Spontaneous reposition of a dislocated arytenoid cartilage.

Department of Anaesthesiology, University of Ulm, Germany.
BJA British Journal of Anaesthesia (Impact Factor: 4.35). 06/1993; 70(5):591-2. DOI: 10.1093/bja/70.5.591
Source: PubMed

ABSTRACT We report a patient suffering from arytenoid cartilage dislocation after difficult tracheal intubation and the abrupt spontaneous reposition in the course of severe vomiting 1 month after the operation. Predisposing factors for the unusual reposition are discussed.

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    ABSTRACT: The cricoarytenoid joints of 12 human adult male and female larynges were studied with regard to the anatomical reasons for arytenoid cartilage dislocation. The specimens were impregnated with curable polymers as a whole and then cut into 600–800 μm sections along different planes. The articulating surface at the upper border of the cricoid lamina revealed a striking extension backward and occasionally even slightly distalward. This may allow the arytenoid cartilage to glide in a posterior direction until it partially looses its contact to the cricoid facet. In physiologic conditions, the arytenoid position is balanced along a sagittal plane between the posterior cricoarytenoid ligament dorsally and the thyroarytenoid muscle ventrally. If one of these structures is damaged, i.e., by medical disease or trauma, the arytenoid cartilage may be pushed easily in the opposite direction. Arytenoid dislocation mainly in a posterior direction is described in literature as a possible complication of endotracheal intubation. Preparatory pharmacological muscle relaxation leads to paralysis of the thyroarytenoid muscle and its ventrally directed traction on the arytenoid cartilage. As the shape of the articulating surfaces, especially the peculiarities of the cricoid facet, even facilitates a dorsally directed movement of the Arytenoid cartilage, it may be easily displaced in a posterior direction during the procedure of endotracheal intubation. © 1994 Wiley-Liss, Inc.
    Clinical Anatomy 01/2005; 7(6):324 - 330. · 1.16 Impact Factor
  • Operative Techniques in Otolaryngology-Head and Neck Surgery 12/1998; 9(4):196-202.
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    ABSTRACT: CASE REPORT A 63 year old lady, with no antecedent co-morbid condition and a diagnosed case of chronic cholecystitis, was taken up for routine laparoscopic cholecystectomy. Anaesthesia was induced with Injection thiopentone and trachea intubated with a 7mm endotracheal tube (ETT) facilitated with succinylcholine 1-1.5 mg./kg iv. The cords were not very well visualised due to long overhang of the epiglottis. However, the tube could be passed in smoothly without any struggle. The surgical procedure was uneventful. On extubation, patient developed stridor and hypoxemia. Re-intubation attempted but the cords were seen obliterated with edema and hence this was not successful. An emergency tracheostomy was done and airway secured. Subsequently, the patient was evaluated with fibreoptic larngoscopy(FOL). Both the cords were in paramedian position and moving feebly. A CECT scan of larynx showed dislocation of cricoarytenoid joint (CAJ) bilaterally. The right CAJ was displaced anteriorly and superiorly with anticlockwise rotation with the left CAJ similarly dislocated. Thickening of aryepiglottic fold, false cord and edema around true cords seen. (Figure 1). An attempt at closed reduction with direct laryngoscopy was made. The right sided CAJ could be reduced and the cord seen to move well but, despite repeated attempts, it was not possible to reverse the left sided CAJ dislocation. At a subsequent review, the Rt side cord was seen mobile and compensating for the Lt sided immobile cord. Patient's tracheostomy was closed successfully and she had no respiratory distress. In her last follow-up, patient had hoarseness of voice but asymptomatic. DISCUSSION While Arytenoid dislocation (AD), usually a result of severe laryngeal trauma, entails complete separation of the arytenoid cartilage from the joint space, arytenoid subluxation (AS) refers to the partial displacement of the arytenoid within the joint and results from a lesser injury. 1 AD can result directly by the blade of a laryngoscope as it is inserted and lifted in an anterior direction. Posterior AS can result when postero lateral force gets applied to the arytenoid by the convex curve of the ETT as it passes into the airway. 2 Another theory suggests that traumatic extubation with a partially inflated cuff displaces the arytenoid posteriorly. 3 Quick and Merwin proposed that the left CAJ is more frequently injured because the laryngoscope is typically held in the left hand with the ETT being inserted from the right side and consequent force upon the left arytenoid by the convex curvature of the endotracheal tube. 4 True incidence of CA subluxation is controversial. Some argue that it occurs much more frequently than commonly realized. With the known occurrence of spontaneous repositioning of subluxed arytenoids and with the incidence of hoarseness following short term endotracheal intubation about 4%, they opine that the true incidence of arytenoid dislocation may be much higher than suspected. 2,5 However, in a large series of 1000 intubated patients, in which 6.2% had laryngeal trauma, only one case of AS was reported. 6 Systemic diseases (e.g. terminal renal insufficiency, bowel diseases, acromegaly) may cause degeneration of the cricoarytenoid ligaments, thus making the CAJ more susceptible to traumatic dislocation. 7 Laxity of the joint capsule and the large synovial folds too have been proposed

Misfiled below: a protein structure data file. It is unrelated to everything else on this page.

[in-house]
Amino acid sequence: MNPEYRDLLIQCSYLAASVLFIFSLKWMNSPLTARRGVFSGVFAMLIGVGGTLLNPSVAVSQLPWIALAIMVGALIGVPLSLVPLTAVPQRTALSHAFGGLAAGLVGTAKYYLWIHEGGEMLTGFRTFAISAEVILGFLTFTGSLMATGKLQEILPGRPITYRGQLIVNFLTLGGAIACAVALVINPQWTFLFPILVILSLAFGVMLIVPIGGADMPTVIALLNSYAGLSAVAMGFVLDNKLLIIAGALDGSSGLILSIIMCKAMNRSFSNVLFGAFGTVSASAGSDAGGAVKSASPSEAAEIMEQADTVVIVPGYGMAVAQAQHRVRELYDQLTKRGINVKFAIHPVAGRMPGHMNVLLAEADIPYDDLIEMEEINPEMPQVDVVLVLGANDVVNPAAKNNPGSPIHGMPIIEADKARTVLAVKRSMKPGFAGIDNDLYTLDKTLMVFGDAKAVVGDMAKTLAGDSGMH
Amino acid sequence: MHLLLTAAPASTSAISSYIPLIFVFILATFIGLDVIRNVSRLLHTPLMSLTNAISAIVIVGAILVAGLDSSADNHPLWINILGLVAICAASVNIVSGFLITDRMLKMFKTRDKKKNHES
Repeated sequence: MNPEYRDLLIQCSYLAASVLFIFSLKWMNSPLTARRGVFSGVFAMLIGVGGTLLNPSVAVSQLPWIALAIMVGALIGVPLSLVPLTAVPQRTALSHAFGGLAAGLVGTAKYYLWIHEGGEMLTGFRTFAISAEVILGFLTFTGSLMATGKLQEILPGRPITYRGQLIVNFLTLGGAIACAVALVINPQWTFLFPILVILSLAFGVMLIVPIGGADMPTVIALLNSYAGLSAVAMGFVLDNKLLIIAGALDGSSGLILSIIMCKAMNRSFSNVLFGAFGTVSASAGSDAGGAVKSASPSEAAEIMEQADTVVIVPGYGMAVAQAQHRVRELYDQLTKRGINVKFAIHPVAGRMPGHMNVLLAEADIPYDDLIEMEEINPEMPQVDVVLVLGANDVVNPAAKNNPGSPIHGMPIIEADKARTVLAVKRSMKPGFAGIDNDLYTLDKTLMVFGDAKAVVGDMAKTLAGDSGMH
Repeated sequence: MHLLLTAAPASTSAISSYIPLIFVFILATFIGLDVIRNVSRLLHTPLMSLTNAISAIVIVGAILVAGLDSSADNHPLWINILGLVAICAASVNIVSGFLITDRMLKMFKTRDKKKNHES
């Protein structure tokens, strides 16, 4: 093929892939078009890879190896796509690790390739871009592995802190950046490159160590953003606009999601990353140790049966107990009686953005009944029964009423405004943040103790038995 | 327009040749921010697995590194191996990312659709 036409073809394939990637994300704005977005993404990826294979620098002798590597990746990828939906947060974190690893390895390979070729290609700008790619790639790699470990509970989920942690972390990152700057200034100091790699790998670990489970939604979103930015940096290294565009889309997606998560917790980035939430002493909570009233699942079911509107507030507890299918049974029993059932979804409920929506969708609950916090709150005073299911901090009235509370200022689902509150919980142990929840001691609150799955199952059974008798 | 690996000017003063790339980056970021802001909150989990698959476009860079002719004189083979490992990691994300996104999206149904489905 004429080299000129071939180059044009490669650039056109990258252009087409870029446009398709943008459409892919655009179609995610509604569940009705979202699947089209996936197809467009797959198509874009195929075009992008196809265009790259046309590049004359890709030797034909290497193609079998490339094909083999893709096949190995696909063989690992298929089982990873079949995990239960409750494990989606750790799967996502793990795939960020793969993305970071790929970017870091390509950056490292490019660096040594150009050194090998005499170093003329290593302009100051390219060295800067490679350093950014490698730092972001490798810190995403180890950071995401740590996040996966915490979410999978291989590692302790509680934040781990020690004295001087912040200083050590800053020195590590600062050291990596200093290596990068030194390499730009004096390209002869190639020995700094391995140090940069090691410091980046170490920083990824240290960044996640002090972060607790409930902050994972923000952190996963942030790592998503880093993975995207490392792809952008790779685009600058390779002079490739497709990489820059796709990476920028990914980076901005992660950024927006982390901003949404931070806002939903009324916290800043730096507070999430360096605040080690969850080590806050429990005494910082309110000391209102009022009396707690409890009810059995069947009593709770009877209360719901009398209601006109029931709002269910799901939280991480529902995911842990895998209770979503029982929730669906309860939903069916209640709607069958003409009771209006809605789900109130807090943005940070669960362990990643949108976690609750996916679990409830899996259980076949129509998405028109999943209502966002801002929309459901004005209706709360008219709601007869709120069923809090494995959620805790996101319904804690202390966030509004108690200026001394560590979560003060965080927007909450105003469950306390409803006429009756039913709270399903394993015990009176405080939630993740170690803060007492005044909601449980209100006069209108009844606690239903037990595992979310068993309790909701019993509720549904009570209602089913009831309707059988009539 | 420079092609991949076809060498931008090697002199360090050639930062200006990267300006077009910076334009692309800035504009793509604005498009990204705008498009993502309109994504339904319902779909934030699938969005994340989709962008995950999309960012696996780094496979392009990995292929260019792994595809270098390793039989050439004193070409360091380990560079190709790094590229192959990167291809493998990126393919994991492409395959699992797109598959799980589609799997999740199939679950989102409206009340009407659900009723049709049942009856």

Journal of Clinical anaesthesia and Pharmacology. 08/2009; 25(3):361-62.